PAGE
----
e that the high-pressure, double-acting engine was to be the engine of the future, both on roads and boats. He was active in the running of his hobby from 1787 to 1803, and in the former year obtained a patent from the State of Maryland for steam-carriages on common roads. His townsmen thought him crazy, and he could obtain no patent in Pennsylvania. He exhibited his engine running in 1803, sawing wood and stone, and grinding plaster. He put it on wheels and made it move itself to the Schuylkill, put it on board a scow, and made it drive a sternwheel, working down the river to the junction with the Delaware, and then up the latter to the city of brothe Hol′low-rail. A tubular railroad rail, steam heated to prevent the accretion of snow and ice. Grime's English patent, 1831. In Woodhouse's English patent, 1803, the rail forms a water-pipe. Hol′lows and rounds. (Joinery.) Concave and convex planes, respectively for working moldings. The illustration shows the use<
clusive right to make steam-wagons for roads and railways. The details of the invention are not known to the writer. His descendants in the third generation are yet inventing. He is entitled to the credit of first making the double-acting high-pressure steam-engine a success. In 1801, he built a floating dredging-machine, to which he fitted wheels connected with the engine, and conveyed it 1 1/2 miles to the place of launching. See high-pressure steamengine. It is stated that about 1803, a Mr. Fredericks made a locomotive for a silver-mine in Hanover. The principles of construction are unknown. In 1806, a locomotive to be driven by hot air was constructed by Niepce at Chalons, France. Trevethick's locomotive had a single cylinder, laid horizontally below the bottom or front part of the boiler, its reciprocating piston-rod being connected by another rod with a crank, at the midlength of an axle which carried a fly-wheel and a pair of cog-wheels, which geared into other
foot in its mode of operation. Earl Stanhope revived the idea about 1803. Paddle-wheels. 7. Floats in reciprocating frames. A number ic gravity, 11.8; difficult to fuse. Discovered by Dr. Wollaston in 1803. It is a white, malleable, ductile, hard metal; fusible with the onkin completed his first machine, acting on the ideas of Robert, in 1803; and in the succeeding year, Henry and Sealy Fourdrinier purchased t He also discovered a process for extracting ink from old paper. 1803. Bryan Donkin produced a self-acting paper machine on Robert's plan.irst metallic pens regularly introduced for sale were by Wise, about 1803. They were made in barrel form, being adapted to slip on a stick, aplied to fire-arms by the Rev. Mr. Forsyth of Belhelvie, England, in 1803. The interior mechanism may be the same as that formerly used in led cast-iron plowshare was patented by Ransome of Ipswich, England, 1803. The under side and points are hardened, and the top wears away, le
of 2 1/3 inches, and a flange to keep it on the rail. The sleepers were of wood. Woodhouse's hollow rail (e), with a channel for the rounded edge of the wheel, 1803. The fish-bellied rail at Penrhyn, 1805. Blenkinsop's rack-rail (f), 1811. See Fig. 2984, page 1344. A square-bodied cast rail (g), 1810. Losh and Stes. N is a valve for regulating the draft. Rice-mill. A mill for removing the husk of paddy. Rice-pa′per. A kind of paper introduced into England about 1803 by Dr. Livingstone, and named from its supposed material. It was understood to be a sort of dried pulp of rice. It is, however, made of the pith of a leguminoun. Desaguliers had proposed the use of rockets in modern warfare, but the first actually employed was introduced by Colonel, afterward Sir William, Congreve, in 1803. The Congreve rocket consist of a sheet-iron case filled with a composition of niter, sulphur, and charcoal pulverized, and having a head which may be either so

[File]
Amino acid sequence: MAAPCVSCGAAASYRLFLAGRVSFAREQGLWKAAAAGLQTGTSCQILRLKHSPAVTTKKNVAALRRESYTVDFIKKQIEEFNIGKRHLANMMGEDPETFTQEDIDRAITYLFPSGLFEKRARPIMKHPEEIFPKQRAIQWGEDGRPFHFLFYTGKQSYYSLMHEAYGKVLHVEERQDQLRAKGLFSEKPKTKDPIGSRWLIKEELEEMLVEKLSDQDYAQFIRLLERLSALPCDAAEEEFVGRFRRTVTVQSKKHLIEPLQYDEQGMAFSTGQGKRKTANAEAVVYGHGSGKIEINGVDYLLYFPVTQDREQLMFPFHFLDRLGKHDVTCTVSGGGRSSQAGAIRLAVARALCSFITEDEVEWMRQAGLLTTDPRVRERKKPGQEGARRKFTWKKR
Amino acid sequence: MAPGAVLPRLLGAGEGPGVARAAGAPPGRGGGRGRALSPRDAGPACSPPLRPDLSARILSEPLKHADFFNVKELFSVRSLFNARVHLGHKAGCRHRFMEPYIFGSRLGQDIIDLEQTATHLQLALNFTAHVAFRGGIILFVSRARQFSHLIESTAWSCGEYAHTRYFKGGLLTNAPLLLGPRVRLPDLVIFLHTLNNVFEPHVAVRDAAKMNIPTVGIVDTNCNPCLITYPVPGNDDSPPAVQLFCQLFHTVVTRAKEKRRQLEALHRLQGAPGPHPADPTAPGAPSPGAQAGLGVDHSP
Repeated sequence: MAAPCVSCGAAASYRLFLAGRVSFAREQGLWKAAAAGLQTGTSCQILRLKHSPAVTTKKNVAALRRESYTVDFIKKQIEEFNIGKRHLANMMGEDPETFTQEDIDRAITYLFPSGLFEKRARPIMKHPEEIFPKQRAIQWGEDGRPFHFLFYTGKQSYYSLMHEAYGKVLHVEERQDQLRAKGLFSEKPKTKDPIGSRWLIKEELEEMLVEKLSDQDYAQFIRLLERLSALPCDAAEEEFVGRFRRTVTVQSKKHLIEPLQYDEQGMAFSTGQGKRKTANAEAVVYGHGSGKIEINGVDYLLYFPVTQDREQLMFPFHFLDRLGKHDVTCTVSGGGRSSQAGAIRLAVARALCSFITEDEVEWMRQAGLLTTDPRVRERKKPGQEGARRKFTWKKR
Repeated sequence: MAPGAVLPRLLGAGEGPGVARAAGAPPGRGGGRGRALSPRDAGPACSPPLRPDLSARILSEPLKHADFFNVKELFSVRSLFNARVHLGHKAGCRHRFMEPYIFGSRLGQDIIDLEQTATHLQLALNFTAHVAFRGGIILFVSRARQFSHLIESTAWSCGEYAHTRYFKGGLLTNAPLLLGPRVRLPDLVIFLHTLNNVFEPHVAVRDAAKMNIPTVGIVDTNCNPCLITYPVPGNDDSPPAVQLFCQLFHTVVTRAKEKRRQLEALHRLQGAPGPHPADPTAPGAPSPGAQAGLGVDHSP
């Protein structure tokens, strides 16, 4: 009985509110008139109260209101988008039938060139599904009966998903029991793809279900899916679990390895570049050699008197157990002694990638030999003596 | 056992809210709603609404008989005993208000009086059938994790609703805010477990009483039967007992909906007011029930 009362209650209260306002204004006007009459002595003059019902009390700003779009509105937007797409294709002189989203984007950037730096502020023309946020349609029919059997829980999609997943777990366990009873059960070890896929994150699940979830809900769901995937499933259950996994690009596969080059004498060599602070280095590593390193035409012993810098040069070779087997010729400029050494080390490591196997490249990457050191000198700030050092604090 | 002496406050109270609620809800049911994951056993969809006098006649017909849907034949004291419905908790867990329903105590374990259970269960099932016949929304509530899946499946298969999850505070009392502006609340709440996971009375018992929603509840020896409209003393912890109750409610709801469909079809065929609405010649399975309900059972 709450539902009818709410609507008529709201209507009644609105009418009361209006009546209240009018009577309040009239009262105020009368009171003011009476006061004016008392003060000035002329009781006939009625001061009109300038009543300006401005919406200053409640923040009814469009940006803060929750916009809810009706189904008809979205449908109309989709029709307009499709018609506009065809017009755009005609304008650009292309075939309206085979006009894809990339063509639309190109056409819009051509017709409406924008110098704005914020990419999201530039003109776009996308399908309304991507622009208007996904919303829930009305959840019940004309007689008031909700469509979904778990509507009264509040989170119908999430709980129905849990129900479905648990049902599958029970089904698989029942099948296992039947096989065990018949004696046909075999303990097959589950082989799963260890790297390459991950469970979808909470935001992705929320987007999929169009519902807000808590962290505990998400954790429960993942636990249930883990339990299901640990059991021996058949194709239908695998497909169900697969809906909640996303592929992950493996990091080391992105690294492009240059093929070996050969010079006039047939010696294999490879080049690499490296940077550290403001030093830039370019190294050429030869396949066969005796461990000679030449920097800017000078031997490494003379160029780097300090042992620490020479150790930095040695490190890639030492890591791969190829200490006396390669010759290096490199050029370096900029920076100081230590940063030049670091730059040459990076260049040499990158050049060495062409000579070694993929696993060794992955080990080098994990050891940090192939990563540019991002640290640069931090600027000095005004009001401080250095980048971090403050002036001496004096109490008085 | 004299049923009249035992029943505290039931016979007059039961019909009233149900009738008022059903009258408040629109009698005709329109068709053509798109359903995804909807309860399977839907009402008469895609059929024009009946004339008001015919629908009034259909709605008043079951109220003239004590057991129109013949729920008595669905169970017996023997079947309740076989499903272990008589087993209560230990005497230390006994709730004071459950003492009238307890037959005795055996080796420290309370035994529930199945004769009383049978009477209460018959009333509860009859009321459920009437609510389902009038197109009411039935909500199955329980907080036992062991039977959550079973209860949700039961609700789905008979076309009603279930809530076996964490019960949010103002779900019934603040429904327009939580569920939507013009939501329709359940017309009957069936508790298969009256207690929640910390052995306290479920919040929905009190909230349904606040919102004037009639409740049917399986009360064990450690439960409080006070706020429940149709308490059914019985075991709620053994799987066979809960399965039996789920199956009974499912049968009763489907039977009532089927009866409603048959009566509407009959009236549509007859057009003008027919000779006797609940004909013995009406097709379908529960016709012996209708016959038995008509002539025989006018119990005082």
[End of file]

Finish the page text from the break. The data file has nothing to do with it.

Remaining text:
e castiron share in 1785. He patented the case-hardening of the upper edge in 1803, so that the share became self-sharpening. b. The blade in a seeding-machine rojects for steam-navigation. Experiments on the Seine were instituted. and in 1803 a paddle-boat 60 feet long was launched on the river. A previous boat had been hen is conducted to the chimney. Woolf's steam-boiler, patented in England in 1803, and very successful at the Cornish mines, was an extension of the cylindrical slaque, 1685. The first steel-pen in regular use was made by Wise, in London, in 1803, and for several years thereafter. Under great discouragement he persistently chite, and regarded the veins as a detriment. Oliver Evans of Philadelphia, in 1803, had a double-acting high-pressure steam-engine at work grinding plaster and sawdon. His oil lamps eventually gave way to Murdock's gaslamps, 1798; and Winsor, 1803. An order was issued in Paris, in the year 1524, that the inhabitants should
rgest kind of tubular girder. Tub′u-lar goods Sew′ing-ma-chine′. The Akins and Felthousen patent of August 5, 1851, was the first machine to sew tubular goods, such as shirtsleeves, boot-legs, etc.; and in 1865 it was estimated that 50,000 sewing-machines, embracing one or the other of the features of this improvement, were in use. Tubular rail. Tub′u-lar rail. A railway-rail having a continuous longitudinal opening which serves as A duct for water; Woodhouse English patent, 1803; or A steam-pipe to prevent the accretion of ice or snow upon the track; Grimes's English patent, 1831. Montgomery's tubular rail has its upper and lower faces alike, so that it may be reversed when injured by wear. It is held on one side by a rabbet in the longitudinal sill upon which it is laid, and on the other by locking plates secured by bolts pass- ing through the sills and ties. A number of other forms might be mentioned. Tub′u-lar rein. One in which an additional or